Falling breast cancer rates seen only in whites

SAN DIEGO (Reuters) - New research shows a sharp drop in U.S. breast cancer cases in recent years was limited to white women, possibly because they abandoned hormone replacement therapy in greater numbers than minority groups.

A radiologist examines breast X-rays after a cancer prevention medical check-up at the Ambroise Pare hospital in Marseille, southern France, on April 3, 2008. REUTERS/Jean-Paul Pelissier

Many women stopped using hormone replacement therapy after a large study suggested in 2002 that the combination of estrogen and progestin used to treat menopause symptoms raised the risk of breast cancer and heart disease.

White women had been more likely to use hormone therapy, and were also the most likely to abandon the drugs after U.S. regulators warned about the cancer link in 2003, according to Dr. Dezheng Huo of the University of Chicago and the study’s lead investigator.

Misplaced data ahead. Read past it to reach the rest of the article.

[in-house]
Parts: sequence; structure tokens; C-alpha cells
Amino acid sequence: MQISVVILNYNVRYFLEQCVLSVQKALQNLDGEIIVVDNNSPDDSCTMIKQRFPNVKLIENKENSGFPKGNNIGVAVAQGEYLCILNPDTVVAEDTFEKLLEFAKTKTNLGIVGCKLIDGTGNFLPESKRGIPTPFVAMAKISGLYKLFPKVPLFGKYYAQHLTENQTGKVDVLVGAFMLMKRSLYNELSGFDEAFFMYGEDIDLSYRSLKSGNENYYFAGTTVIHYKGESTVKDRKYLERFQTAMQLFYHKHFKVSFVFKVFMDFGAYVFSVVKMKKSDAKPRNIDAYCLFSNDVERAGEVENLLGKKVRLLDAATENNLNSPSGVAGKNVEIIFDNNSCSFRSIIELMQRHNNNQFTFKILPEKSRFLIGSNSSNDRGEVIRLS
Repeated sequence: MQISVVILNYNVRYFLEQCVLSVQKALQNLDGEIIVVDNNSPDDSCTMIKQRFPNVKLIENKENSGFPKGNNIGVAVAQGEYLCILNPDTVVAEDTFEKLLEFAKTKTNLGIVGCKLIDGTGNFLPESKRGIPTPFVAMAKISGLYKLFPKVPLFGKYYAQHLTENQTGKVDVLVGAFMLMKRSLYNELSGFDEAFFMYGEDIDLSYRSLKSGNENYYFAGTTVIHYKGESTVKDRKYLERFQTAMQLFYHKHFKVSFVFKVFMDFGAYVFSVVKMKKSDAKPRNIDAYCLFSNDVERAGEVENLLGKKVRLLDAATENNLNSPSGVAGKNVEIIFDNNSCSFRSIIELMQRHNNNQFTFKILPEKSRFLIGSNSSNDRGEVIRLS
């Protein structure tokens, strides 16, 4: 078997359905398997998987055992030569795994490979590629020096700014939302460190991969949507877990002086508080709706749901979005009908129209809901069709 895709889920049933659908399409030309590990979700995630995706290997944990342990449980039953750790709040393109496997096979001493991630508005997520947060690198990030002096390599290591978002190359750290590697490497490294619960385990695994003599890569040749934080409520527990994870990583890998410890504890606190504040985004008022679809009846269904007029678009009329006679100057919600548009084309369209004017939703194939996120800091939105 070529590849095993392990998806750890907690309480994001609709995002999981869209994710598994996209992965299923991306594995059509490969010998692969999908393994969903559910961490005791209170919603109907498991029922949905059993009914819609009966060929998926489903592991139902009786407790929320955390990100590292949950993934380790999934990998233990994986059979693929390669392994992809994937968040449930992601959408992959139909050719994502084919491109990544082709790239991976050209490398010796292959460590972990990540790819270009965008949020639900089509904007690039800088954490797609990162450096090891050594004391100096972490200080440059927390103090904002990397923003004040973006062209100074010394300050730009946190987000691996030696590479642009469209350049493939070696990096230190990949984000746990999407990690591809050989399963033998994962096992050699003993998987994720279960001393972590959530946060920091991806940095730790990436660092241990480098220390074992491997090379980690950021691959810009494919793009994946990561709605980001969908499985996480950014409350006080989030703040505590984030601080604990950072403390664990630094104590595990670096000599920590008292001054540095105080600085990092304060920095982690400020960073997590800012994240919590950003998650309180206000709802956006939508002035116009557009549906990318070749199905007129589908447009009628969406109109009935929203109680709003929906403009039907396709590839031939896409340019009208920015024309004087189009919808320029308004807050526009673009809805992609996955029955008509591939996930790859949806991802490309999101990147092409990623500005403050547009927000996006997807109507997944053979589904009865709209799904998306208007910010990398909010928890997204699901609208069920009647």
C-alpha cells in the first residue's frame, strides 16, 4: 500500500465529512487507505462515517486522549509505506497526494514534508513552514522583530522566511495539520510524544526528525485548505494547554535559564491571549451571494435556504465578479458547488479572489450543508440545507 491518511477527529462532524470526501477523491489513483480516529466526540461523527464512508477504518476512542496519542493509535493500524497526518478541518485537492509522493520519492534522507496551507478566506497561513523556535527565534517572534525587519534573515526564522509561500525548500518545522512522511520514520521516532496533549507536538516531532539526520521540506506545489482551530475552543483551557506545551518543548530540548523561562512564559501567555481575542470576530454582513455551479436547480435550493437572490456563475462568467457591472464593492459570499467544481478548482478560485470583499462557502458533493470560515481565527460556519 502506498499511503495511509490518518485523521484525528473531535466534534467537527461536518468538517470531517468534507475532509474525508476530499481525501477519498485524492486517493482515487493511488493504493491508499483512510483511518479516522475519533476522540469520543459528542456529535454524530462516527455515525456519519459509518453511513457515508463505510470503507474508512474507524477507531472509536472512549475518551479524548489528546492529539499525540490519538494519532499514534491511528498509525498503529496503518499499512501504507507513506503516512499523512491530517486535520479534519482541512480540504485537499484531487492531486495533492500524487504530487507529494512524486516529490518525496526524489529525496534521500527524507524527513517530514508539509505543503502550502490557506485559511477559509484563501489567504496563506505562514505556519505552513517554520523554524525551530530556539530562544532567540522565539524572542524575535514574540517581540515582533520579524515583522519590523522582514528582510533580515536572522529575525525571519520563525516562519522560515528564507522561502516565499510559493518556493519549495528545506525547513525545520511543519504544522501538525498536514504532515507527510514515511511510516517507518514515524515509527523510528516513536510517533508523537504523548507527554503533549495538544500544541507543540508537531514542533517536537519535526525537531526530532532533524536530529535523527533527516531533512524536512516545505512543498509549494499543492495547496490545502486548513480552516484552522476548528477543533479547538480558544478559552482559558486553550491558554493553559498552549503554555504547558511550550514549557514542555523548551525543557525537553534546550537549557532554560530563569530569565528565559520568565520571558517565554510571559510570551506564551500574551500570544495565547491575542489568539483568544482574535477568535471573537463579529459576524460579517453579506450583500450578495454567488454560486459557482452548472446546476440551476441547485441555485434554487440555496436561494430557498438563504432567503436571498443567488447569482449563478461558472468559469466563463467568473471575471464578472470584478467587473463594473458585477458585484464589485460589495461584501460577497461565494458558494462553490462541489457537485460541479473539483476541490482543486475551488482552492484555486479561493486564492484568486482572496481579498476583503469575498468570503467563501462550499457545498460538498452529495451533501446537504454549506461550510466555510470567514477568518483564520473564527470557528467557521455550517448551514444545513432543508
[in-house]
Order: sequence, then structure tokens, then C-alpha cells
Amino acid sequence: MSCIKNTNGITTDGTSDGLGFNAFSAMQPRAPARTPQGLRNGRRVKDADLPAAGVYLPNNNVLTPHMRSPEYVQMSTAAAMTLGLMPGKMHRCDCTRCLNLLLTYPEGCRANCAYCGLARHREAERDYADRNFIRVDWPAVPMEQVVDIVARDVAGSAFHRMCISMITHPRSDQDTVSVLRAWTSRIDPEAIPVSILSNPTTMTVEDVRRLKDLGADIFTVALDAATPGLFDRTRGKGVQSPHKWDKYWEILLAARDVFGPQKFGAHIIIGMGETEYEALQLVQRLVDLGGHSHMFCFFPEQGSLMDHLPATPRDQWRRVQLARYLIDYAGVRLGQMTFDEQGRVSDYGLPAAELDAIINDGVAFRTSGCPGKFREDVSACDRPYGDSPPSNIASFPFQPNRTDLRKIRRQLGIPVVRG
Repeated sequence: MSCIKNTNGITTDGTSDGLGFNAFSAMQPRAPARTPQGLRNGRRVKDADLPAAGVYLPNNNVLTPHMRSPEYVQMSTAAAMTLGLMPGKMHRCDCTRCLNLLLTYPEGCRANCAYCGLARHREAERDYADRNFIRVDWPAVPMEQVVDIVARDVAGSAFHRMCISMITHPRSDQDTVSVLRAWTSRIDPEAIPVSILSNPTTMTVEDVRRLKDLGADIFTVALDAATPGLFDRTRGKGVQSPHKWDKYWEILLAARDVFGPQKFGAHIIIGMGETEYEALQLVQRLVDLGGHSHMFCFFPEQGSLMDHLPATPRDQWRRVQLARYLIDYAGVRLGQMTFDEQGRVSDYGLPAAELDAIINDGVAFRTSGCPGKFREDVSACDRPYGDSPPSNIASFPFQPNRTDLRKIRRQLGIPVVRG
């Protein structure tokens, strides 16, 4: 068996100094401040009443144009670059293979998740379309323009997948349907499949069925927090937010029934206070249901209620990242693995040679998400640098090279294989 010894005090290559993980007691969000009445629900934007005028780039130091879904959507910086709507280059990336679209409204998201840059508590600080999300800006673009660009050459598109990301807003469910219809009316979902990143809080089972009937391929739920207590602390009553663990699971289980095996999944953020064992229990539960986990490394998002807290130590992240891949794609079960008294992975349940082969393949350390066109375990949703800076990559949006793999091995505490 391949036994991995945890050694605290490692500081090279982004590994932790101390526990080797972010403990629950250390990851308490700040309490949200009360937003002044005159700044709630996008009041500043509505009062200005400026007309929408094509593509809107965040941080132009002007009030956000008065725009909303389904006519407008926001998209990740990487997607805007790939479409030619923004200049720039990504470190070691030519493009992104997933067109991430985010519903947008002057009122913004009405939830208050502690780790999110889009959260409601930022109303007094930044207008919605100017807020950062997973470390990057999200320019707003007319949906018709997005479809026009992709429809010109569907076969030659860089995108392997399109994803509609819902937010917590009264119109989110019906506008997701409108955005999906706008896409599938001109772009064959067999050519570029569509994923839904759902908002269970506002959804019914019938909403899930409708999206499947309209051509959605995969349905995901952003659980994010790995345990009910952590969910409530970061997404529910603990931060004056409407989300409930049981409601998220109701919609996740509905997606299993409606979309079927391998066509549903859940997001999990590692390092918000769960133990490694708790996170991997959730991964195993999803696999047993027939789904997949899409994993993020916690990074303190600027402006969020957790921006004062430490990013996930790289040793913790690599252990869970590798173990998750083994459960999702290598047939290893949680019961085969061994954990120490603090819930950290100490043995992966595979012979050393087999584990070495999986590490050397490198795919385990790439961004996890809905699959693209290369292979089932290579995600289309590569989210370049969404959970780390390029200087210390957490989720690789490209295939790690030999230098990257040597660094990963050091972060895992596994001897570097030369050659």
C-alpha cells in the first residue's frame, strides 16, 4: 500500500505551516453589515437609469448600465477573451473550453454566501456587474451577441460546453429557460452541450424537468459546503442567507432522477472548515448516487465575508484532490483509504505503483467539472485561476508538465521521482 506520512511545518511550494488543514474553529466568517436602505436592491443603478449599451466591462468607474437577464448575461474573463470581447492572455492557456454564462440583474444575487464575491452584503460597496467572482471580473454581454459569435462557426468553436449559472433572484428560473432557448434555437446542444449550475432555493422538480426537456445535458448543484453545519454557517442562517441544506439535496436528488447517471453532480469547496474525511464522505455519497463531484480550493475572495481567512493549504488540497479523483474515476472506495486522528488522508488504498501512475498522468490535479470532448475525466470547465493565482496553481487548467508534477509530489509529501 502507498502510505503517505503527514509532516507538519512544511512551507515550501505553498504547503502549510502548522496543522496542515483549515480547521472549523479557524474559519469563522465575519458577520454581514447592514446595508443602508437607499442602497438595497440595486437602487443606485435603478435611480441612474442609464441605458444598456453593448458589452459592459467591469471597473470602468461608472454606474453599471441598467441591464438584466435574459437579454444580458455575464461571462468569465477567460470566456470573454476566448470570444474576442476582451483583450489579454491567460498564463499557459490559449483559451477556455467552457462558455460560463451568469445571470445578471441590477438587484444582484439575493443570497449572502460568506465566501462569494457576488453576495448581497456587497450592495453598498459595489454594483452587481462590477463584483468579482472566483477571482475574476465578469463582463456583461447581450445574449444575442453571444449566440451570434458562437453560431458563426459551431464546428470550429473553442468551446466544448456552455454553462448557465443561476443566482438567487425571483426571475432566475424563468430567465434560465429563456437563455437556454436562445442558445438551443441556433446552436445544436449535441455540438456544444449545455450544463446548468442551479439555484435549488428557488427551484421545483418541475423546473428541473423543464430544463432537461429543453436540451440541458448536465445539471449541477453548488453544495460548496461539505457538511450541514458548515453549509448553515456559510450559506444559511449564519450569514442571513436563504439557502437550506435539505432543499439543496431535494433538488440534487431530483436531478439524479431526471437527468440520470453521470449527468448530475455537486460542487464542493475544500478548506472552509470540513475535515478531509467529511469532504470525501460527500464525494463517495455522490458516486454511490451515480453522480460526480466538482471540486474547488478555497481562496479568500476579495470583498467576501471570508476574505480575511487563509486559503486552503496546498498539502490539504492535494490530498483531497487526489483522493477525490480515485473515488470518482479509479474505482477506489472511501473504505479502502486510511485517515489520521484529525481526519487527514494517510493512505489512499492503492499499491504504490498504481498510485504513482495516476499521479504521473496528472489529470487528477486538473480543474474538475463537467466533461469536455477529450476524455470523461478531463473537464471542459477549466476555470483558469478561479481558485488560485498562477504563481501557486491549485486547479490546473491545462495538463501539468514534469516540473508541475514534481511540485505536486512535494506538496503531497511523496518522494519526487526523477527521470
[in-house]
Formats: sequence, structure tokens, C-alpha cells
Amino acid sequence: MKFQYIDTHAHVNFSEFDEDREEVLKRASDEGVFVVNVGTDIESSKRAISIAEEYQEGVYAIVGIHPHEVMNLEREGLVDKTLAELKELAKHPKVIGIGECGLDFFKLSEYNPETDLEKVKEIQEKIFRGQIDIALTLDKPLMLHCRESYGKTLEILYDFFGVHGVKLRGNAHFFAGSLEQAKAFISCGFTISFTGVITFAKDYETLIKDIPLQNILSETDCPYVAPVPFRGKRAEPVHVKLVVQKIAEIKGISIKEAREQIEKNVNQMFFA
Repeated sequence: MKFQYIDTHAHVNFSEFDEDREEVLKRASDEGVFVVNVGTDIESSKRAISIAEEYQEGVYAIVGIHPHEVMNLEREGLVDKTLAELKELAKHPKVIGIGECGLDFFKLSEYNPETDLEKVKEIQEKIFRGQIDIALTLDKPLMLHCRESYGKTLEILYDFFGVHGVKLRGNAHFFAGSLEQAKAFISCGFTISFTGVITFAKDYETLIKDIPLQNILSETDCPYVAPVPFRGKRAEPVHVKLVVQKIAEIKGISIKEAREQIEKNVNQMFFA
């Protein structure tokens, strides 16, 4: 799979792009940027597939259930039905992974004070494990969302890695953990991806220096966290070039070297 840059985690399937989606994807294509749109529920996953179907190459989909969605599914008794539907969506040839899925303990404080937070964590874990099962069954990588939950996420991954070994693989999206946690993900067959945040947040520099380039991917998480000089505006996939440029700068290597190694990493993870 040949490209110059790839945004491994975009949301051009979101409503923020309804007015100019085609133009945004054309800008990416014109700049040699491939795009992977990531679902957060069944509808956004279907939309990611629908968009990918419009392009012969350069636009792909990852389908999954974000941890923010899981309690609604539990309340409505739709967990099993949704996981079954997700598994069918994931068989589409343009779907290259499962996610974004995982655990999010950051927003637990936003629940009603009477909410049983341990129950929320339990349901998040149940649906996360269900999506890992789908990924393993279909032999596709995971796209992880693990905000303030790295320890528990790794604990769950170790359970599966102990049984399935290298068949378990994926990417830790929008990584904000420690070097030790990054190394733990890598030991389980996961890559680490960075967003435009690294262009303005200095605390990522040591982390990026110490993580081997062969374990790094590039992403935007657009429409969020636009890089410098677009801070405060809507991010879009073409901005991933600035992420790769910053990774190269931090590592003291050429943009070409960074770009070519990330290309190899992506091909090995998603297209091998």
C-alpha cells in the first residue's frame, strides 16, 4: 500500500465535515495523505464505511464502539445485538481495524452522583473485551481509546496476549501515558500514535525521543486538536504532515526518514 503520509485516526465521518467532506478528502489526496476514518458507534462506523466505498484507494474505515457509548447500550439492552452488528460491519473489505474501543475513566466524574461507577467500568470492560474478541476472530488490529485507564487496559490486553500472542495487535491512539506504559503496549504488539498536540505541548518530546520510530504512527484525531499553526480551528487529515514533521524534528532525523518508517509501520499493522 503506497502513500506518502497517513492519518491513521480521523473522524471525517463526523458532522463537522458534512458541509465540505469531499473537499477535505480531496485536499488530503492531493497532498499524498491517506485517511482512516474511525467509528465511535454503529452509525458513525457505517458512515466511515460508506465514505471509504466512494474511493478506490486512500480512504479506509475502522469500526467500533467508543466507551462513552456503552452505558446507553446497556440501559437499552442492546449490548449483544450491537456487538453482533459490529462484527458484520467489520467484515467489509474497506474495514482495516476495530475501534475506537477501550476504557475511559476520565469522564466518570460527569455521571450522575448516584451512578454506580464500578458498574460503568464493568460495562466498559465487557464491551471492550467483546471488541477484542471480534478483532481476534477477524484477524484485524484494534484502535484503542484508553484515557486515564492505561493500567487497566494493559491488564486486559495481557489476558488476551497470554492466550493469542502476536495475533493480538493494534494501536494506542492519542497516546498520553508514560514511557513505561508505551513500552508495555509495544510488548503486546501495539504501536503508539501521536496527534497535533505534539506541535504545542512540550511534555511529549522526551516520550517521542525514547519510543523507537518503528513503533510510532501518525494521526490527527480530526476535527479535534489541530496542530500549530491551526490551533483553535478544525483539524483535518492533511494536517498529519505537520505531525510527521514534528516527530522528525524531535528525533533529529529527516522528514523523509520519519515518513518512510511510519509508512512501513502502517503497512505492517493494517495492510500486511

“The sharp reductions seen in Caucasians aged 50 to 69 years were not seen among other ethnic groups,” Hou told the American Association for Cancer Research.

According to the American Cancer Society, the overall incidence of female breast cancer fell 3.9 percent a year from 2001 through 2004.

The researchers said the decline has been mainly among women older than 50 with estrogen-receptor positive cancer.

Using data from the National Cancer Institute’s database, they calculated breast cancer rates between 2000 and 2004 to determine whether or not the trends were similar across racial and ethnic groups.

The researchers found that in the first two years, the rate of invasive breast cancer among whites was stable.

However, toward the end of 2003, it started falling by as much as 2.4 percent per quarter while continuing to grow by 0.7 percent per quarter among black women.

Rates for American Indians and Alaskan Natives fell 0.14 percent and among Asian Americans by 0.46 percent.

“The finding ... suggests that exogenous estrogen serves as a promoter rather than an initiator of breast cancer,” the researchers said.

Editing by Alan Elsner